Photo: Steve Martin with the late John Candy in Planes, Trains and Automobiles
A personal favorite of his is Planes, Trains and Automobiles, with the late John Candy. “I love that movie,” he says, reflecting on how his perception of comedies has changed over the years. “When I was making movies at first, it was all about the amount of laughs. Like, The Jerk had a joke on every page. But as time went on, I would watch hit comedies, and I would try to look at them and relate them to what I was doing. Like when I did The Man with Two Brains — it had lots of laughs, but there would be other comedies out there that did much better. I would see another comedy and it would have just three laughs, but it was about something people were interested in. It has to connect on some other level.
“I come from vaudeville and Disneyland but have had my toe in the avant-garde; I certainly went there when I was doing comedy,” he continues. “But then I didn’t want to go there anymore. It just seemed too easy.”
Writing became the outlet that he looked to for a challenge. “The hardest thing to do is to tell a story well,” he says.
Before An Object of Beauty went to press, famed novelist and friend Joyce Carol Oates offered to read the book. Afterward, she sent him a note saying he told his story well, comparing it to Edith Wharton’s The Age of Innocence. “We gain admission to a world of glittering surfaces to which few have access,” she wrote. “It’s the equivalent of any number of ‘art histories’ of the late American 20th century in the guise of a doomed love affair.”
“The reason I wrote the book,” Martin says, “is that I was trying to find a milieu that I could make believable. The art world from the ’90s until now was the greatest period of artistic inflation — I don’t just mean money, but of interest, awareness, diversity — in my lifetime. Art is my last great area of knowledge, other than show business. But I didn’t want to write about show business.”
Martin’s latest prose doesn’t have the sarcastic edge of his earlier works, like his short-story collections Cruel Shoes and Pure Drivel; rather, it’s a reflection of a more mature writer who has taken a step forward from his two novellas (Shopgirl and The Pleasure of My Company) and five plays (including the critically acclaimed Picasso at the Lapin Agile) to compose a fully realized novel.
Photo: Steve Martin, the hardest working man in show business, has written a novel, cut a record, gone on tour and made a movie — this year.
In the book, Martin’s ruthless heroine, Lacey, gets a job at Sotheby’s auction house, where she is assigned to “Hades,” the basement where the lesser works of art are stored. “The masterpieces were examined by conservators bearing loupes and black lights, while Lacey toiled downstairs in the antique dust like Sneezy the Dwarf,” Martin writes. “The subject matter she faced every day was not the apples of Cézanne, but the kitsch of the 19th century: monks tippling, waifs selling flowers, cardinals laughing, cows in landscapes, Venetian gondoliers, baby chicks in farmyards, mischievous shoeshine boys, and still lifes painted so badly that objects seemed to levitate over the tabletop on which they were supposed to be gravitationally attached. … Through the drudgery downstairs, Lacey was developing an instinct that would burrow inside her and stay forever: a capacity to know a good painting from a bad one.”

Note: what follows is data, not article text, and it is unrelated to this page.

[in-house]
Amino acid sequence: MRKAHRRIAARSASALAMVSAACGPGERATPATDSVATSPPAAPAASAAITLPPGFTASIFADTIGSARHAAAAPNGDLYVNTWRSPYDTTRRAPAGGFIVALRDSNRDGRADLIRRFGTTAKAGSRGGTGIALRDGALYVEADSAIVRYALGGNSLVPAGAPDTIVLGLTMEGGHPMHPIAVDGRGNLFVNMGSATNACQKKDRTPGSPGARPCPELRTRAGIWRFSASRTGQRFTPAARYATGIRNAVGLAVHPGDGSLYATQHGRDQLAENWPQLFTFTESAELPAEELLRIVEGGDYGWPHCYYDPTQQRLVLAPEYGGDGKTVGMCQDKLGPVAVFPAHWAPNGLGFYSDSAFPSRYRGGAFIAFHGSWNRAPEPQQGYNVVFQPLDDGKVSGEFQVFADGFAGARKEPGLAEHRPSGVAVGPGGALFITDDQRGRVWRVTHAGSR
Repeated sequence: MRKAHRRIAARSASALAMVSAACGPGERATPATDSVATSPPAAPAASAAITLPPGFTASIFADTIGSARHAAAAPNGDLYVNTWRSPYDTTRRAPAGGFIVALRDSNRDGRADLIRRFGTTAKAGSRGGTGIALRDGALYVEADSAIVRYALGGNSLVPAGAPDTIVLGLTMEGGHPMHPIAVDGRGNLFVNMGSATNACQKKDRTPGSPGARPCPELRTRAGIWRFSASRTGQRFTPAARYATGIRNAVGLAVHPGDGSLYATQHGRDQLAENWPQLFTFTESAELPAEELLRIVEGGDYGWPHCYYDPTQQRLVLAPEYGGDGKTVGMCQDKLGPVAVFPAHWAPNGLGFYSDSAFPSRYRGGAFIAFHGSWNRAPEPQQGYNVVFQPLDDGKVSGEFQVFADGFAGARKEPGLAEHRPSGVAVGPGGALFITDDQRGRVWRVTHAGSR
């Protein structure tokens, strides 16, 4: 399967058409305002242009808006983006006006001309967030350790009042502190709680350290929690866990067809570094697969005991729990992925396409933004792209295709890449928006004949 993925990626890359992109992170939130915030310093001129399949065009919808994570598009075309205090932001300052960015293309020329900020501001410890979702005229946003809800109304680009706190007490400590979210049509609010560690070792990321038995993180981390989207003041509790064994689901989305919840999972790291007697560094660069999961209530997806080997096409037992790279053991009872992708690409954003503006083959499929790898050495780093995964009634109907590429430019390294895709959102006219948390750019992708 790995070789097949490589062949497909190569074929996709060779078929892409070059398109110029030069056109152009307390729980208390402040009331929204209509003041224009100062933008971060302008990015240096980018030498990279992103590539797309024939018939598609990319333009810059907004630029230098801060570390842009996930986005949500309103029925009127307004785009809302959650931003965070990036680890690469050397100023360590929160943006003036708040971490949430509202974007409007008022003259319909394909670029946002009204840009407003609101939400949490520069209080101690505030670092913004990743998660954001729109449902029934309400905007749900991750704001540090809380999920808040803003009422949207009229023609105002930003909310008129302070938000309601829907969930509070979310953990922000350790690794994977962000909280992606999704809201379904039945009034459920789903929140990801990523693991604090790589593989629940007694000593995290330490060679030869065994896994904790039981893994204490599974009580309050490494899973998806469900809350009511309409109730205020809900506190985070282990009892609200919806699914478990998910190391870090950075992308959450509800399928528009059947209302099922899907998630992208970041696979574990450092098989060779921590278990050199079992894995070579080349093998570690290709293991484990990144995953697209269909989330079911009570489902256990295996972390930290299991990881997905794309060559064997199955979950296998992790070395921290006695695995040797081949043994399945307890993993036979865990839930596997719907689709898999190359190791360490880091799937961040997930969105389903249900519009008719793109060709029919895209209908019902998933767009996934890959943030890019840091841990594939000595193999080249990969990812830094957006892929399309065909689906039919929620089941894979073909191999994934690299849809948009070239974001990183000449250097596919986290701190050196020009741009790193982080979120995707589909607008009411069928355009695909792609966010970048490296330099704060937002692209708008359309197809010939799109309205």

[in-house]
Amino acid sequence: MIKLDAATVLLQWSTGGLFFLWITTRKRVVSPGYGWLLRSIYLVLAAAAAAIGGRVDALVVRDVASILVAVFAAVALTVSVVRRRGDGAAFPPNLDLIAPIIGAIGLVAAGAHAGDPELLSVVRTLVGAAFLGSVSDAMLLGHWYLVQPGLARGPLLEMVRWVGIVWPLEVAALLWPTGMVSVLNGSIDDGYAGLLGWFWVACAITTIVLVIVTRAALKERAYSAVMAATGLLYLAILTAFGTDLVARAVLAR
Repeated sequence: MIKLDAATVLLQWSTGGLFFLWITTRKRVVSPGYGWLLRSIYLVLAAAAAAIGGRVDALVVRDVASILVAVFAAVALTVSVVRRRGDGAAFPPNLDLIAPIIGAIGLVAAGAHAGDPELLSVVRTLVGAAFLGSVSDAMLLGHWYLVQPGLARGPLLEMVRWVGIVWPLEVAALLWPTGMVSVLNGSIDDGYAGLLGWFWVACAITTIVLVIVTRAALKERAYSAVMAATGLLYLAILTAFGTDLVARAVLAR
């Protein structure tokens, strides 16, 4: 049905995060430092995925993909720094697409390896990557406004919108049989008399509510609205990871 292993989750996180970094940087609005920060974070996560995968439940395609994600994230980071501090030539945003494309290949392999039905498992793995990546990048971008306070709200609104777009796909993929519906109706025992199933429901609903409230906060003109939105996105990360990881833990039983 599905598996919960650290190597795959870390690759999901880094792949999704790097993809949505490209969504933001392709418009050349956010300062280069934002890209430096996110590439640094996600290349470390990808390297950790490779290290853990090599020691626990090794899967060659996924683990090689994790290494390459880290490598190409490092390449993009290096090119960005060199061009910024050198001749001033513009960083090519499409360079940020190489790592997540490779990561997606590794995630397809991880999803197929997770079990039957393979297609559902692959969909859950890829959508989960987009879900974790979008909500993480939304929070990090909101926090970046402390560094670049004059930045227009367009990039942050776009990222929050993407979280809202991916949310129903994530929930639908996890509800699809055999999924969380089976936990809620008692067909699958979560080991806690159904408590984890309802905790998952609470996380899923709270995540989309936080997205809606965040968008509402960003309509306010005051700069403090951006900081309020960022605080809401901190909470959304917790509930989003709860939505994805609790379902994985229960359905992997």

Being able to distinguish good from bad might be the quality that has allowed Martin himself to maintain such a high profile in so many creative fields. As a stand-up comedian in the ’70s, he appeared at amphitheaters before the largest crowds ever recorded. His very first movie, The Jerk, was named among the American Film Institute’s 100 Funniest Films. His Born Standing Up memoir was ranked in Time’s Top Ten Nonfiction Books of 2007. Along with the Grammy he won for The Crow, his first two comedy albums (Let’s Get Small and A Wild and Crazy Guy) won Grammys in 1977 and 1978, respectively. He’s won two People’s Choice Awards, one New York Film Critics Circle Award and two National Society of Film Critics Awards and has received five Golden Globe nominations for his acting. He was the 2005 recipient of the Mark Twain Prize for American Humor and a 2007 Kennedy Center Honoree (along with Diana Ross, Martin Scorsese, Brian Wilson and pianist Leon Fleisher). He’s been called a genius and a national treasure. And even though he lamented in his memoir that he’s “a lousy interview” and “ill suited for fame’s destruction of privacy,” he has still maintained an image of being a nice guy — an artist who has earned the right to remain shy and quiet and distant if that’s what allows his creative juices to flow. After all, what should you expect when, as Martin noted in his memoir, your mother tells a reporter, “He writes his own material; I’m always telling him he needs a new writer,” and your father says of your film debut, “Well, he’s no Charlie Chaplin”?
Martin learned long ago that comedy is not pretty. But he also learned that life is what you make it.
Lawrence Grobel has written 11 books, including Conversations with Capote, The Hustons, Conversations with Brando, The Art of the Interview and Al Pacino.